UK CPIH inflation, which the Office for National Statistics will next month adopt as its “headline” measure, rose to 2.0% in January versus CPI inflation of 1.8% – up from 1.7% and 1.6% respectively in December. CPIH includes owner-occupiers’ housing costs, which rose by 2.5% in the year to January. Chancellor Philip Hammond is due to update the Monetary Policy Committee’s remit next month and it would be surprising and potentially confusing if he did not switch the 2% target from CPI to CPIH.
Such a change would probably have neutral or even dovish monetary policy implications. While CPIH inflation is above the CPI measure currently, this may not be the case later in 2017 – CPI inflation is expected here to move above 3% while owner-occupiers’ housing costs may continue to rise by about 2.5% per annum, and could even slow (as they are measured using the “rental equivalence” approach and actual rents increased by only 1.2% in the year to January). CPIH inflation was below CPI inflation between June 2008 and May 2014 – see chart.
The rise in CPIH / CPI inflation in January was tempered by a fall in clothing / footwear inflation from 1.2% in December to zero. This reflected a sales timing effect and should be reversed swiftly – clothing / footwear import prices rose by 6% in the year to December.
The expectation here is that “core” CPI inflation – excluding energy, food, alcohol and tobacco – will move up from 1.6% in January to about 2% by the summer, while stronger energy and food prices will drive the CPI / core CPI inflation wedge above 1 percentage points, resulting in a 3% plus CPI rate.
UK December data for industrial / construction output and services turnover suggest that fourth-quarter GDP growth will be revised up to 0.7%. Investors should be wary of extrapolating current economic strength, since monetary trends have weakened recently.
The Office for National Statistics (ONS) today reported that industrial and construction output rose by 1.1% and 1.8% respectively between November and December – above estimated gains of 0.6% and 1.0% incorporated in its preliminary estimate that GDP grew by 0.6% last quarter. More importantly, the services turnover survey – also released today but ignored by most economists – suggests that output in that sector increased further in December despite a previously-reported 1.9% drop in retail sales / output; the ONS had assumed that services output would be stable at November’s level. If so, fourth-quarter GDP growth is likely to be raised to 0.7% – revised figures will be released on 22 February. Growth excluding the oil and gas sector could rise to 0.8% (0.7% currently).
The February Inflation Report projected that GDP growth would be unrevised at 0.6% in the fourth quarter and fall to 0.5% in the first quarter. Based on current evidence, the level of GDP in December may have been 0.3-0.4% above the fourth-quarter average, suggesting upside risk to the Bank’s first-quarter growth forecast.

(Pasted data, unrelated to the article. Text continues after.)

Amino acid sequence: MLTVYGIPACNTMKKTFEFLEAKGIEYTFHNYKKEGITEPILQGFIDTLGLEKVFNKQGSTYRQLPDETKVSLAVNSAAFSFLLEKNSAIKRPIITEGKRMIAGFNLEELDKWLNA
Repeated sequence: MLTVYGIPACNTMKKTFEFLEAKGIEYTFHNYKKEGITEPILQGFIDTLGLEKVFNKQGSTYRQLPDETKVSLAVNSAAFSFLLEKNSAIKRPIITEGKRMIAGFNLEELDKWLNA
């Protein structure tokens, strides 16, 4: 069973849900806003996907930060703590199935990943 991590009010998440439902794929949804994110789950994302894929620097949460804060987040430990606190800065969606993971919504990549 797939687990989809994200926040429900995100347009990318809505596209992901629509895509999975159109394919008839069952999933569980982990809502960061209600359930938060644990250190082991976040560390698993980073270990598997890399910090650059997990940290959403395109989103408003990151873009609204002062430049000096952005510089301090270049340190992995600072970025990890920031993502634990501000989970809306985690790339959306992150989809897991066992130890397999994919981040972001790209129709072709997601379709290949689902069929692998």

An upward revision in fourth-quarter growth to 0.7% would imply that GDP rose by 1.3%, or 2.6% annualised, in the third and fourth quarters combined – the largest two-quarter gain since the fourth quarter of 2014. A pick-up into early 2017 had been predicted by a rise in six-month real narrow money expansion to a peak in June 2016 – see chart. It is likely that second-half GDP growth would have been significantly stronger but for the Brexit vote – see previous post.
Real narrow money growth remained solid through October but weakened in November / December, suggesting that the economy will retain momentum through the first half of 2017 but slow in the summer. A cautionary signal is also being given by a recent widening of the two-year swap spread, which – as in the US – has been inversely correlated with future economic growth in recent years.
The OECD’s country leading indicators are giving an upbeat message for the global economy in early 2017, in line with an earlier positive signal from monetary trends. The indicators have yet to confirm the suggestion from the latest monetary data that global economic momentum will fade towards mid-year.
The OECD yesterday released December data for its country leading indicators, allowing an update of the global (i.e. G7 plus emerging E7) leading indicator calculated here. Six-month growth of this indicator continued to rise in December. Allowing for an average lead time at historical turning points of four to five months, this suggests that six-month growth of industrial output will remain on an upward trend through April / May – see first chart.
As previously discussed, global real narrow money trends suggest that six-month industrial output growth will peak around May and move lower over the summer. Such a scenario would be consistent with six-month leading indicator growth peaking in December or January. The current monetary and leading indicator signals, therefore, are compatible.
While six-month leading indicator growth rose further in December, a levelling-off of the one-month increase hints that the six-month measure is approaching a top – first chart.
The OECD country details showed broad-based strength. The Chinese leading indicator, in particular, remains upbeat, with both six- and one-month growth rising further in December – second chart.